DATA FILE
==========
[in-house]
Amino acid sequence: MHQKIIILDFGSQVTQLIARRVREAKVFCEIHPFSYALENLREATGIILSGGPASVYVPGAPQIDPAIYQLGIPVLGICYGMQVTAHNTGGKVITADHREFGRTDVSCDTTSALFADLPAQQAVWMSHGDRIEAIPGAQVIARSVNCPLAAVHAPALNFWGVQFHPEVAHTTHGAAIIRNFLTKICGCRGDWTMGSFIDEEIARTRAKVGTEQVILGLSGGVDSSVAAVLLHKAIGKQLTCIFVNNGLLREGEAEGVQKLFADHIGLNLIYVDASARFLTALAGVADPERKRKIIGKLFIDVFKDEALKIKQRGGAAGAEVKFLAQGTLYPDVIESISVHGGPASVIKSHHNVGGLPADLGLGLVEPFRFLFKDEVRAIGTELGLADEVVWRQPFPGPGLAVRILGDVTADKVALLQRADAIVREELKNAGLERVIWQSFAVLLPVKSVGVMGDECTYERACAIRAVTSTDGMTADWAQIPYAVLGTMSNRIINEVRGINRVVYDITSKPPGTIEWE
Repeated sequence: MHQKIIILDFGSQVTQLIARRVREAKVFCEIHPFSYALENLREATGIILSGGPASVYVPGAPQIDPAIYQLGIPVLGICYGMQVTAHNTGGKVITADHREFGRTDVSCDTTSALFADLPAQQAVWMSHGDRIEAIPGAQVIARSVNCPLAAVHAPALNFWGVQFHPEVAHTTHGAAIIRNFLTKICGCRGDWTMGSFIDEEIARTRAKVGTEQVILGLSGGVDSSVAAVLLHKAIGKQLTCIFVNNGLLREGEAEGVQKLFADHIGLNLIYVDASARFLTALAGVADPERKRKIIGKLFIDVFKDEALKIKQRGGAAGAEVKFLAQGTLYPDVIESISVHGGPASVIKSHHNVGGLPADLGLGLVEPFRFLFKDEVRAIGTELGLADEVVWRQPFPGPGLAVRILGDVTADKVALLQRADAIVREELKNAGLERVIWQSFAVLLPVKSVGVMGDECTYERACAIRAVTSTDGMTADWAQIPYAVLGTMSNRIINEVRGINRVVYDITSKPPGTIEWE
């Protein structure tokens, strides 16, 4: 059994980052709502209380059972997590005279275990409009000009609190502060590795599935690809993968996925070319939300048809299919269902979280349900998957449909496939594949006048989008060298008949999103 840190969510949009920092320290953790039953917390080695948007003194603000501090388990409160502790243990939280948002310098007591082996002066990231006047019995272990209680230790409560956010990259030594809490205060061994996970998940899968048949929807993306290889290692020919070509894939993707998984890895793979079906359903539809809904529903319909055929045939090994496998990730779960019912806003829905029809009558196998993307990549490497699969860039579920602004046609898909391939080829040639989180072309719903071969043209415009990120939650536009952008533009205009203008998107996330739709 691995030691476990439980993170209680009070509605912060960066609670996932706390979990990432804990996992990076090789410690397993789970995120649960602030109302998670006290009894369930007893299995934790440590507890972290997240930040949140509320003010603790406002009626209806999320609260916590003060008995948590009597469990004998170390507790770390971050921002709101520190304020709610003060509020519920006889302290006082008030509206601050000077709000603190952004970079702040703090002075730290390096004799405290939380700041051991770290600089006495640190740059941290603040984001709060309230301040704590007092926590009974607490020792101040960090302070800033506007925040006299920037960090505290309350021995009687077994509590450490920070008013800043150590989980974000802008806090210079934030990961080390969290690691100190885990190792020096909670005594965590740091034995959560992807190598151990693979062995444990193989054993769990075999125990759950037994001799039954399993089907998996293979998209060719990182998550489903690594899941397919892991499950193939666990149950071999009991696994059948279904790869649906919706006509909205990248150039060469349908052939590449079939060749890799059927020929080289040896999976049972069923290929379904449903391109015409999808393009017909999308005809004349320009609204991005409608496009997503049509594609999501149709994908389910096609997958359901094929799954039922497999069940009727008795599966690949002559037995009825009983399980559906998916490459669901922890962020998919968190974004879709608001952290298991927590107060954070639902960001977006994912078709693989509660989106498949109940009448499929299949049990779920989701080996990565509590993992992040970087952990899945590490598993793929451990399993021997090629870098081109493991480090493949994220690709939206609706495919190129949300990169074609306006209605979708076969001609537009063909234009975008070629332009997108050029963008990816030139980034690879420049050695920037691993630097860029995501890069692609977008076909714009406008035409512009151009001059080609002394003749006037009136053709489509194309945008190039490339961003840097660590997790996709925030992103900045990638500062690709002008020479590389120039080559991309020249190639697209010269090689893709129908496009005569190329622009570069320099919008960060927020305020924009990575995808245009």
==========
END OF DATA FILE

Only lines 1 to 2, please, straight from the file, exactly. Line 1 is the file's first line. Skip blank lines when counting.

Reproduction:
[in-house]
Amino acid sequence: MHQKIIILDFGSQVTQLIARRVREAKVFCEIHPFSYALENLREATGIILSGGPASVYVPGAPQIDPAIYQLGIPVLGICYGMQVTAHNTGGKVITADHREFGRTDVSCDTTSALFADLPAQQAVWMSHGDRIEAIPGAQVIARSVNCPLAAVHAPALNFWGVQFHPEVAHTTHGAAIIRNFLTKICGCRGDWTMGSFIDEEIARTRAKVGTEQVILGLSGGVDSSVAAVLLHKAIGKQLTCIFVNNGLLREGEAEGVQKLFADHIGLNLIYVDASARFLTALAGVADPERKRKIIGKLFIDVFKDEALKIKQRGGAAGAEVKFLAQGTLYPDVIESISVHGGPASVIKSHHNVGGLPADLGLGLVEPFRFLFKDEVRAIGTELGLADEVVWRQPFPGPGLAVRILGDVTADKVALLQRADAIVREELKNAGLERVIWQSFAVLLPVKSVGVMGDECTYERACAIRAVTSTDGMTADWAQIPYAVLGTMSNRIINEVRGINRVVYDITSKPPGTIEWE